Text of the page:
One of my absolute-favorite movies, this story does it right!  What I love about this one is that nobody is travelling through time... it's just letters transported two years into the future/past by a magic mailbox that never gets explained.  I think I like this time-related story most because it's about the romance, and not really the concept of time-travel.  The photography helped, too, as did the beautiful writing. :)

Harry Potter and the Prisoner of Azkaban!  I have to admit that, without a doubt, I think Harry Potter is the only book I've ever read that does the time-travel thing well, as well as the only film that included all the details I wanted.  What I love most about how J.K. Rowling approached this one is the little details she throws in the last few chapters.  Before Harry and Hermione give three turns to her time-turner, there are details in the action that are later explained by the time travel!  I have to ashamedly admit that it's been a long time since I've seen or read it, and I therefore cannot recall all of the specifics.

Neither of these movies use time travel as a way to erase the entire story.  I hate those!  When you get to the end, you're like, "Okay, so it never happened..."  I also love that the story was more important than the action.  Action is important, but it can't smother the actual plot, or it gets tiresome.

What do you think about time stories?  (No, I haven't seen Doctor Who, though I hear it's really great.)

Monday, July 18, 2011

Phoebe in Wonerland

It took me a long time to convince myself that it is okay to post more blogs, because this is my 84th blog post.  The number was at 83 (my favorite), so I didn't want to ruin that.  Haha.

Pheobe in Wonderland was a beautiful film.  You know how much I appreciate writing in movies, and it was certainly well-done in this one, but I have to give some major kudos to the actors.  They completely blew me away!  I was so invested in the main character's dilemmas and joys that I could hardly stomach pausing the movie for eight hours so I could go to work.  It's on Netflix instant play, if any of you are interested.  It's definitely worth your time, and it's a family-friendly movie, too.  Very clean, and even a little instructional.

The photography could've been better.  But, I respect that it was probably a low-budget film (even though it was actually in theaters--did you ever hear of it??).  For what they had, though, it was great.  It helped tell the story, and at times is was really cute.  I loved getting into the little girl's head.

Where are my manners?!  I have yet to tell you what this movie is even about!

Phoebe, a fourth-grade student and daughter of an author writing about Through The Looking-Glass, lands the lead role in her school's production of Alice in Wonderland.  Her patient, strange drama teacher helps her learn a little about acting and a lot about life, but the more stressed out she becomes, the more she begins to see the characters from the book come to life and speak to her.  Her parents aren't sure how to handle her new behavior, and even Phoebe doesn't know what's happening to her.  What she does know is that she was born to play Alice.

It's really intriguing, and Elle Fanning is such a talented little actress.  I can't wait to see more from her!

I give it a 9/10.

Sunday, July 3, 2011

Water for Elephants

Water for Elephants by Sara Gruen was... well, amazing.  And entirely frustrating.

I saw the movie in mid-May with one of my best friends, and walked away knowing that it was one of the most spectacular films I had ever seen!  The characters were real and relatable, the filming was beautiful, and the darkest parts were so incredibly intense!  I can't wait to see it again (hurry up, redbox!), and I think it might actually wind up in my collection.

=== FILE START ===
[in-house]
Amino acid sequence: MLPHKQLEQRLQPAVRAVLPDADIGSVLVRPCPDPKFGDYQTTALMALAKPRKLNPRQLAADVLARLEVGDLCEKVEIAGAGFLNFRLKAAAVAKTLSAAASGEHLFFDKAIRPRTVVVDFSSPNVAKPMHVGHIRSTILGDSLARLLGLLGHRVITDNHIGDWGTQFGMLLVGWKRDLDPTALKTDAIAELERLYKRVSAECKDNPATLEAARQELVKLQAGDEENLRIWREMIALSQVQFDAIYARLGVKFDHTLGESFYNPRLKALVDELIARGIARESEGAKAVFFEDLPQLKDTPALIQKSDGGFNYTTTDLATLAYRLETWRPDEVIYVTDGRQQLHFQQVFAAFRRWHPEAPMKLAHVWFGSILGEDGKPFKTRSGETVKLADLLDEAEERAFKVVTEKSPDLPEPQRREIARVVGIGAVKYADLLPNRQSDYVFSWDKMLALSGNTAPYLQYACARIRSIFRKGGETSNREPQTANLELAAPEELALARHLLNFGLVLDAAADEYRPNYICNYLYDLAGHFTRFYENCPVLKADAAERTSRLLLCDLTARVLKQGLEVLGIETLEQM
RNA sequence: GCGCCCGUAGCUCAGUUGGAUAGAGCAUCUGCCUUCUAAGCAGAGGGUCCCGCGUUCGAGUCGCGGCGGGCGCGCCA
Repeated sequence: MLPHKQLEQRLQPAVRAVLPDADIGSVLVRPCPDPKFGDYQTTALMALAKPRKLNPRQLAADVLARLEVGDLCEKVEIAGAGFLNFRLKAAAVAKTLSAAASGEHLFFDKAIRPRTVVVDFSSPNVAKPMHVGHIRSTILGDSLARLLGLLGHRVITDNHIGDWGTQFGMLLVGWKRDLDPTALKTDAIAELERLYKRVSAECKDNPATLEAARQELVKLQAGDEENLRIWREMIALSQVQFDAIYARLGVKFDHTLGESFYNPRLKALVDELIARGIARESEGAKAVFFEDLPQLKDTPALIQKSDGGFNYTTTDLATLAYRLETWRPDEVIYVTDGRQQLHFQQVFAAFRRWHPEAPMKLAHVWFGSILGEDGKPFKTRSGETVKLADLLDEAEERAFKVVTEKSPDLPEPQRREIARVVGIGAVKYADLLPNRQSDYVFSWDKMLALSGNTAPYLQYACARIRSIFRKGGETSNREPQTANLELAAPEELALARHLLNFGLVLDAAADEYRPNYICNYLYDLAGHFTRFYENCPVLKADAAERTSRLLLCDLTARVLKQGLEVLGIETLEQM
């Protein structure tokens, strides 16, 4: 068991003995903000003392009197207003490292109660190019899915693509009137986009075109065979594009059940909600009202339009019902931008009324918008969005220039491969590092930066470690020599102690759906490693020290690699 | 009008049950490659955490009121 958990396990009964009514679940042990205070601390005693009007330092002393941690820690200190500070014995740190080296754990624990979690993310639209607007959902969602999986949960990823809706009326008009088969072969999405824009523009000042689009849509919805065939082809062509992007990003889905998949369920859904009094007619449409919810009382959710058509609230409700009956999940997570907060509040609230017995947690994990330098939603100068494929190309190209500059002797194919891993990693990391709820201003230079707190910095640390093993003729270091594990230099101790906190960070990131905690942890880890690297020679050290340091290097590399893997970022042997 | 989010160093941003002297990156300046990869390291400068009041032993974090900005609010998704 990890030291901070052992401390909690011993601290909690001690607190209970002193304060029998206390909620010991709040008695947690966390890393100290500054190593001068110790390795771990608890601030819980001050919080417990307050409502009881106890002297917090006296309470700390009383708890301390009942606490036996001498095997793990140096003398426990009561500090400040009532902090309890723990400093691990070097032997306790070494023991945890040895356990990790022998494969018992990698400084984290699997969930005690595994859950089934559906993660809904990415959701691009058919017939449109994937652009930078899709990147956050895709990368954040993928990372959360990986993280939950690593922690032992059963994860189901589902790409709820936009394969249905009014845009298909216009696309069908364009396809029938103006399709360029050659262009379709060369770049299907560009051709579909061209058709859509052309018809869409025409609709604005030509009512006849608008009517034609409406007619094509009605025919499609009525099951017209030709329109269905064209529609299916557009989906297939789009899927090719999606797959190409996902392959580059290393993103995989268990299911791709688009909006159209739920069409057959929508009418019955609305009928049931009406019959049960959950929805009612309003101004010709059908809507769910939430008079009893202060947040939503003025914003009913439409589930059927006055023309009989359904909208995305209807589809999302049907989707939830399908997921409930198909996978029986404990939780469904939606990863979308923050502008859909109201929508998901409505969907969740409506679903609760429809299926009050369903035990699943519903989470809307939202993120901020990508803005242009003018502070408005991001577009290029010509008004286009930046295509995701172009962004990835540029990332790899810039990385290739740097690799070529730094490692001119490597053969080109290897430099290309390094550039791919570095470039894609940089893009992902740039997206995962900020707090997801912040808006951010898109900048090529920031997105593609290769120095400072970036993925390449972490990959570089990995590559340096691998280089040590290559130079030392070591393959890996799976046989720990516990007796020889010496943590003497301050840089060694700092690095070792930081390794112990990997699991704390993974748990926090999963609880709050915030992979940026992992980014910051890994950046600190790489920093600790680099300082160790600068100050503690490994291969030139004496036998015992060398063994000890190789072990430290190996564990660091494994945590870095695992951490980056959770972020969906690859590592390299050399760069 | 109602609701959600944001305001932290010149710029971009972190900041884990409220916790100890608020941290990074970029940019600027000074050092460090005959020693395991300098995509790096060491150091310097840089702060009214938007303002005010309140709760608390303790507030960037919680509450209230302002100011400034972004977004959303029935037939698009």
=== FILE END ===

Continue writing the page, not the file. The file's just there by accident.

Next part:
Therefore, when I saw the book in Target the other day, I couldn't resist picking it up.  It was a good price, it had Robert Pattinson and Reese Witherspoon on the cover, and the movie was great, so the book's supposed to be better, right?

For once, I really have to say that the movie did some things better.  Let me say this--Sara Gruen is truly one of the best writers I've ever read.  The way she relates a person's opinion along with their train of thought is so well-done!  Her descriptions are detailed, but not too lengthy.  I love the way she brought in all of her research and the tiny details and anecdotes she picked up from what she learned of circuses from the time period.  I really admire the amount of research she had to do for this book.  For several nights, I felt like I could be falling asleep on a train circus.  She really drew me into the world of the story.

This story is set in the summer of 1931 aboard a train circus.  Jacob Jankowski, a Cornell-educated almost-veterinarian, jumps a train in the middle of the night and ends up being roped into working for The Benzini Brothers Most Spectacular Show on Earth.  There he gains unlikely friends, becomes very attached to an elephant, and is helplessly drawn to his boss's wife, Marlena.

At first I was frustrated with the way the book was structured--an old man recalling the summer of 1931 almost absent-mindedly.  By the end of it, though, I really liked it.  It wouldn't have transferred well to the big screen, though, which is why I guess they used the end of the book for the whole movie.  Clever and effective.  I like both ways.

My only qualm with her book is the amount of sex it has in it.  I am very grateful that the movie was rated PG-13, because I thoroughly enjoyed it.  While the book was also great, I was annoyed by frequent side-tracks from the actual plot to mention something sex-related.  None of it was at all necessary.  Yes, there is one scene in the book that is somewhat important to the plot--the night Jacob and Marlena actually have the affair--but there is a way to write that gracefully, and Sara Gruen definitely did not.

Therefore, I have a dilemma.  It was a wonderful book, but I honestly can't--with a good consious, at least--recommend it to anyone.  Too many f-bombs, too much nudity, too much.... just too much.  It really makes me sad.  I have half a mind to take a black marker to those unnecessary bits.  Then I could hand it to all of my friends and squeal, "READ IT!  It's soooo good!" like I so desperately want to do.

Everyone should see the movie, however.  Robert Pattinson and Reese Witherspoon have great chemistry, and it's pretty clean.  Not a whole lot of cussing (though I can't blame him for letting one slip when he almost lost his arm to a lion).